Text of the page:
With over 100 presentations at IIeX North America, sometimes spread across five tracks, no one attendee can do justice to them all. Here are the perspectives of some of the other attendees:  

  • “The most important impression I was left with after attending IIeX North America is how quickly our industry is beginning to adopt technology practices and opportunities from the wider technology marketplace outside of market research.  I participated in conversations with brands, agencies and other data companies about data marketplaces, platforms, automation, blockchain, chat bots, cybersecurity, and augmented intelligence.  As well as how to educate ourselves and evolve our methods in the face of all of the challenges and opportunities that lie ahead.” – Melanie Courtright, EVP of Global Research Science, Research Now, and MRII board member 
  • “Overall, it seems the conference placed a huge emphasis on technology-driven solutions to research and/or marketing needs. I recognize and welcome the advances made in multiple areas to measure consumers. But I also feel the human analytical element was somewhat lost in the shuffle. Yes, it got some verbal recognition, but almost as a form of due diligence. I fear that our reliance on new technologies, however valuable in doing what they are supposed to do, continues us on the same path we have tread for years—relying on methods as our raison d’être. We need to focus at least as much on extracting deeper understanding from data (only people can do this), and on the marketing and business aspects in order for us to offer truly strategic guidance.” – Fred John, principal, Consilience Research, and author of our new course, Communicating Research Results 
  • “Automation and AI were hot topics at IIeX, which is no surprise since our industry is being challenged to deliver insights faster and cheaper. But what really stood out to me at the conference was how important real human intelligence truly is when you implement these technologies. People are responsible for research design, for data quality measures, for sampling and targeting, for interpreting data, and for recommending actions from insights. These things can be enhanced by technology, but are ultimately learned and practiced by us! We’re responsible for sharing and seeking knowledge within this industry, and IIeX is one of the most fun ways to do that!” – Cassidy Hoffman, research manager, 84.51˚, and UGA MMR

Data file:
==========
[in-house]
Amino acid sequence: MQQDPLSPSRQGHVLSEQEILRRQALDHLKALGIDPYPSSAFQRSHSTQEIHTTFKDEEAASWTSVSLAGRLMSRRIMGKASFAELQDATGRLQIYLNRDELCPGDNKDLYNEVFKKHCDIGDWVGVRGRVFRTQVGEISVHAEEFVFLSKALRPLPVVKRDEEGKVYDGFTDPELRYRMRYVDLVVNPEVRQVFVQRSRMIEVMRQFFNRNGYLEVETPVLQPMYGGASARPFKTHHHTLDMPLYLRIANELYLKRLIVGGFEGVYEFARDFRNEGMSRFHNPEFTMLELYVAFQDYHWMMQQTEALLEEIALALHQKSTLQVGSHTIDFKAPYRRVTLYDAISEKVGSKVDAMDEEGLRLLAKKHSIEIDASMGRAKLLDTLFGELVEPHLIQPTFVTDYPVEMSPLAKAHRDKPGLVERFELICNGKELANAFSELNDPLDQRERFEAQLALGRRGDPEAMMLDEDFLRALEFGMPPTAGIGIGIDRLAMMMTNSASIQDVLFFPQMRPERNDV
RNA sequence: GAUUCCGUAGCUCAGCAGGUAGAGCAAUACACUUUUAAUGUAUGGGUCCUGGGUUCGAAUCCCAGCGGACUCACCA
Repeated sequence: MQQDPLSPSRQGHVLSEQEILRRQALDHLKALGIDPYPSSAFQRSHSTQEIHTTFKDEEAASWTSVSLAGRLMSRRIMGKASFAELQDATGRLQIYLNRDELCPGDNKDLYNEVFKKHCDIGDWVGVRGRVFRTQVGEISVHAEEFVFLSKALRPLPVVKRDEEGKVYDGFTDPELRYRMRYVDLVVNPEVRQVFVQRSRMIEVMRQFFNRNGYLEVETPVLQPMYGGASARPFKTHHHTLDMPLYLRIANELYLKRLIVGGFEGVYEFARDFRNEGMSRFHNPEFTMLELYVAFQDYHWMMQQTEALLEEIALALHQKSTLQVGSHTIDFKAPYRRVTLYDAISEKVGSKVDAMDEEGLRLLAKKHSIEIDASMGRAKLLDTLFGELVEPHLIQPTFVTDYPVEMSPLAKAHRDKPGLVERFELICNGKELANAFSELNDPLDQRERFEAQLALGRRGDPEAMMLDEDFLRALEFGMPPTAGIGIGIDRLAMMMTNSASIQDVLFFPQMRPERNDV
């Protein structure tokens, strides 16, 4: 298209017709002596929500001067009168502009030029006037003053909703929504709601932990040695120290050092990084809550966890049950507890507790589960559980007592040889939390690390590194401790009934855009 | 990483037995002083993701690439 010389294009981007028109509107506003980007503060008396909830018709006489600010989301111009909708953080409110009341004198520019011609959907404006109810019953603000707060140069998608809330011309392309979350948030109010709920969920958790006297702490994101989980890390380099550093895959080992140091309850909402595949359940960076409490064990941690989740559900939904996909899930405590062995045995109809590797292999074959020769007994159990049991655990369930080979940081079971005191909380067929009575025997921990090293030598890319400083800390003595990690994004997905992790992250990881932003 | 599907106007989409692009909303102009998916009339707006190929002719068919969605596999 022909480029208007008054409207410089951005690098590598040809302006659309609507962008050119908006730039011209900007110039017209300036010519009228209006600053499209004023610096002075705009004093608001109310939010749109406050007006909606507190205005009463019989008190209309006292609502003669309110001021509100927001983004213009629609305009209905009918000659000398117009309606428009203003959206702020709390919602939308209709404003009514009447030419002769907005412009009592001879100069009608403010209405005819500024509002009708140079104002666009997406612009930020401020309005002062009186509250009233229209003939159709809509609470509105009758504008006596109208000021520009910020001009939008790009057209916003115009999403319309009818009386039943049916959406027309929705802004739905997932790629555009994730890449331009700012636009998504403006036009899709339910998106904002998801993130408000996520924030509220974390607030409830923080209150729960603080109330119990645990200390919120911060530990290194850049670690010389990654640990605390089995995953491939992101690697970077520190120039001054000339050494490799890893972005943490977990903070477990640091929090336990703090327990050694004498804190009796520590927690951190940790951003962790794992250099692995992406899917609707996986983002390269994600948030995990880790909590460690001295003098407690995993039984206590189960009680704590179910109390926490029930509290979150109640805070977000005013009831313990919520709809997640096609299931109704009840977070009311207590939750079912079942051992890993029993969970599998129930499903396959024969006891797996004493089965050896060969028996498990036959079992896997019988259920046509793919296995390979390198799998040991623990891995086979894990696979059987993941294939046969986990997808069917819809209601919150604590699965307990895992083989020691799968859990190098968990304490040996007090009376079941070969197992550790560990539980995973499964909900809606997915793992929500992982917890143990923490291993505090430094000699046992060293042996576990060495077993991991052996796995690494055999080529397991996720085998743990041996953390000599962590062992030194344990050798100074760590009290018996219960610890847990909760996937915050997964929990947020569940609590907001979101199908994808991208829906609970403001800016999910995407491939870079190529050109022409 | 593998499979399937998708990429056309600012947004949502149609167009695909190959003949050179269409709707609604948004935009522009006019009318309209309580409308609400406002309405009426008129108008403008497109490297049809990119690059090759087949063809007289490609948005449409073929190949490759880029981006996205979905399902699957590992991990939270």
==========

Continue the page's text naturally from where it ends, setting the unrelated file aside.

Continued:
• “Attending IIeX allows me the opportunity to stay updated on what is happening in the Market Research industry, see what others are doing, how they are solving problems, how they are using the newest technology, etc. It’s also a great opportunity to expand my network, not only with those on the client side like me, but with research partners that I can collaborate with on the best/innovative methods to gather insights.  It’s why I come to IIeX and why I keep coming back.” – Stephanie Harris, senior consultant, Strong-Bridge Consulting, and MRII board member 
  • “IIEX is like a box of chocolates. Not only do you never know quite what you will get, there will be a great variety and just enough of any one item to whet your appetite.  The learning is fast-paced so there is never enough time to learn everything that piques your interest.  At the same time, as President of a growing MR company, my primary agenda is to network with C-level peers or venders to develop mutually beneficial business relationships. IIEX is especially rich for technology and financial connections.” – Jim Bryson, president, 20|20 Research 

Author Notes:

Jeffrey Henning

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Jeffrey Henning, IPC is a professionally certified researcher and has personally conducted over 1,400 survey research projects. Jeffrey is a member of the Insights Association and the American Association of Public Opinion Researchers. In 2012, he was the inaugural winner of the MRA’s Impact award, which “recognizes an industry professional, team or organization that has demonstrated tremendous vision, leadership, and innovation, within the past year, that has led to advances in the marketing research profession.” In 2022, the Insights Association named him an IPC Laureate. Before founding Researchscape in 2012, Jeffrey co-founded Perseus Development Corporation in 1993, which introduced the first web-survey software, and Vovici in 2006, which pioneered the enterprise-feedback management category. A 35-year veteran of the research industry, he began his career as an industry analyst for an Inc. 500 research firm.